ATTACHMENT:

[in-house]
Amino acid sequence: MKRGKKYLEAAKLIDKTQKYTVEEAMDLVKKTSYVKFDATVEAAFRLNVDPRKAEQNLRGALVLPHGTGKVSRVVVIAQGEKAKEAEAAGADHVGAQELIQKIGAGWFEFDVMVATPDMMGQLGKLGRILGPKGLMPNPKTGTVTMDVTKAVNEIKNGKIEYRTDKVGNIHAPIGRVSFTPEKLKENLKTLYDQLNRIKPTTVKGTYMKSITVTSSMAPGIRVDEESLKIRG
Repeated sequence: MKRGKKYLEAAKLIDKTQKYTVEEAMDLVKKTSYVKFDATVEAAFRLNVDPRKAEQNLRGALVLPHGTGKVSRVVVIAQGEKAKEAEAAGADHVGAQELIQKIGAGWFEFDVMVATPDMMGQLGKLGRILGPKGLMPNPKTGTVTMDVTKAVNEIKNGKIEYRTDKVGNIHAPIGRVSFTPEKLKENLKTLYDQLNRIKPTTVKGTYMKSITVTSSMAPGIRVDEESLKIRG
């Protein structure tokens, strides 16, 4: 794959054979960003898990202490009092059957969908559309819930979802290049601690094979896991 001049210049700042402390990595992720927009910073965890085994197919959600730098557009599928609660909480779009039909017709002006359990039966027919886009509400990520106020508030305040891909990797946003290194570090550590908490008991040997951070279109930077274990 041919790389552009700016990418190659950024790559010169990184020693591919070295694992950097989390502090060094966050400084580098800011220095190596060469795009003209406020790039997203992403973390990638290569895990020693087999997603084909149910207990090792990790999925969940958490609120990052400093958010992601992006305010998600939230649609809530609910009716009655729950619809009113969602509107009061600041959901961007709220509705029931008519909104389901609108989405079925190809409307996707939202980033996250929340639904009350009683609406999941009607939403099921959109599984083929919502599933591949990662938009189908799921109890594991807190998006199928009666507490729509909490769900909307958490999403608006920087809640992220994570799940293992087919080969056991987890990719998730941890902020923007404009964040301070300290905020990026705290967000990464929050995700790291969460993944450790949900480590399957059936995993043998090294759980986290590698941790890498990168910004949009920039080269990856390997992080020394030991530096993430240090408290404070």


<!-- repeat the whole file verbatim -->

[in-house]
Amino acid sequence: MKRGKKYLEAAKLIDKTQKYTVEEAMDLVKKTSYVKFDATVEAAFRLNVDPRKAEQNLRGALVLPHGTGKVSRVVVIAQGEKAKEAEAAGADHVGAQELIQKIGAGWFEFDVMVATPDMMGQLGKLGRILGPKGLMPNPKTGTVTMDVTKAVNEIKNGKIEYRTDKVGNIHAPIGRVSFTPEKLKENLKTLYDQLNRIKPTTVKGTYMKSITVTSSMAPGIRVDEESLKIRG
Repeated sequence: MKRGKKYLEAAKLIDKTQKYTVEEAMDLVKKTSYVKFDATVEAAFRLNVDPRKAEQNLRGALVLPHGTGKVSRVVVIAQGEKAKEAEAAGADHVGAQELIQKIGAGWFEFDVMVATPDMMGQLGKLGRILGPKGLMPNPKTGTVTMDVTKAVNEIKNGKIEYRTDKVGNIHAPIGRVSFTPEKLKENLKTLYDQLNRIKPTTVKGTYMKSITVTSSMAPGIRVDEESLKIRG
């Protein structure tokens, strides 16, 4: 794959054979960003898990202490009092059957969908559309819930979802290049601690094979896991 001049210049700042402390990595992720927009910073965890085994197919959600730098557009599928609660909480779009039909017709002006359990039966027919886009509400990520106020508030305040891909990797946003290194570090550590908490008991040997951070279109930077274990 041919790389552009700016990418190659950024790559010169990184020693591919070295694992950097989390502090060094966050400084580098800011220095190596060469795009003209406020790039997203992403973390990638290569895990020693087999997603084909149910207990090792990790999925969940958490609120990052400093958010992601992006305010998600939230649609809530609910009716009655729950619809009113969602509107009061600041959901961007709220509705029931008519909104389901609108989405079925190809409307996707939202980033996250929340639904009350009683609406999941009607939403099921959109599984083929919502599933591949990662938009189908799921109890594991807190998006199928009666507490729509909490769900909307958490999403608006920087809640992220994570799940293992087919080969056991987890990719998730941890902020923007404009964040301070300290905020990026705290967000990464929050995700790291969460993944450790949900480590399957059936995993043998090294759980986290590698941790890498990168910004949009920039080269990856390997992080020394030991530096993430240090408290404070």